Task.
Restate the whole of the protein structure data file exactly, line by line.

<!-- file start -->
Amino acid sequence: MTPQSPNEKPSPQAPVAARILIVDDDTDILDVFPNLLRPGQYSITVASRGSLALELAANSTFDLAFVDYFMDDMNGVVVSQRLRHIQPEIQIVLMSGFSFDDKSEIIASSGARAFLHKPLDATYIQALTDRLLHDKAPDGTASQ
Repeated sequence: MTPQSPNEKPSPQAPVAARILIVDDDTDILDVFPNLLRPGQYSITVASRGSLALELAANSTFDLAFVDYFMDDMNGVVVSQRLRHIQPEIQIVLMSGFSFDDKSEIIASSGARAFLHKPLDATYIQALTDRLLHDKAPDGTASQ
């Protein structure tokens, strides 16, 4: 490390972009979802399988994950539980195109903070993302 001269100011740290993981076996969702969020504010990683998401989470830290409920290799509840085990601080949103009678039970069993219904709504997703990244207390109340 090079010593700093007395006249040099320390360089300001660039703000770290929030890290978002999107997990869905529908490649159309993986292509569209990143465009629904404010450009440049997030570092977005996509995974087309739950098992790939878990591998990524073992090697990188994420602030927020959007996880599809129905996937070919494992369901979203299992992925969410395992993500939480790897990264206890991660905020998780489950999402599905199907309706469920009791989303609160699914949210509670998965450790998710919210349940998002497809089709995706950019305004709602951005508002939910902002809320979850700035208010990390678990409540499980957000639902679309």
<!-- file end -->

Amino acid sequence: MTPQSPNEKPSPQAPVAARILIVDDDTDILDVFPNLLRPGQYSITVASRGSLALELAANSTFDLAFVDYFMDDMNGVVVSQRLRHIQPEIQIVLMSGFSFDDKSEIIASSGARAFLHKPLDATYIQALTDRLLHDKAPDGTASQ
Repeated sequence: MTPQSPNEKPSPQAPVAARILIVDDDTDILDVFPNLLRPGQYSITVASRGSLALELAANSTFDLAFVDYFMDDMNGVVVSQRLRHIQPEIQIVLMSGFSFDDKSEIIASSGARAFLHKPLDATYIQALTDRLLHDKAPDGTASQ
């Protein structure tokens, strides 16, 4: 490390972009979802399988994950539980195109903070993302 001269100011740290993981076996969702969020504010990683998401989470830290409920290799509840085990601080949103009678039970069993219904709504997703990244207390109340 090079010593700093007395006249040099320390360089300001660039703000770290929030890290978002999107997990869905529908490649159309993986292509569209990143465009629904404010450009440049997030570092977005996509995974087309739950098992790939878990591998990524073992090697990188994420602030927020959007996880599809129905996937070919494992369901979203299992992925969410395992993500939480790897990264206890991660905020998780489950999402599905199907309706469920009791989303609160699914949210509670998965450790998710919210349940998002497809089709995706950019305004709602951005508002939910902002809320979850700035208010990390678990409540499980957000639902679309």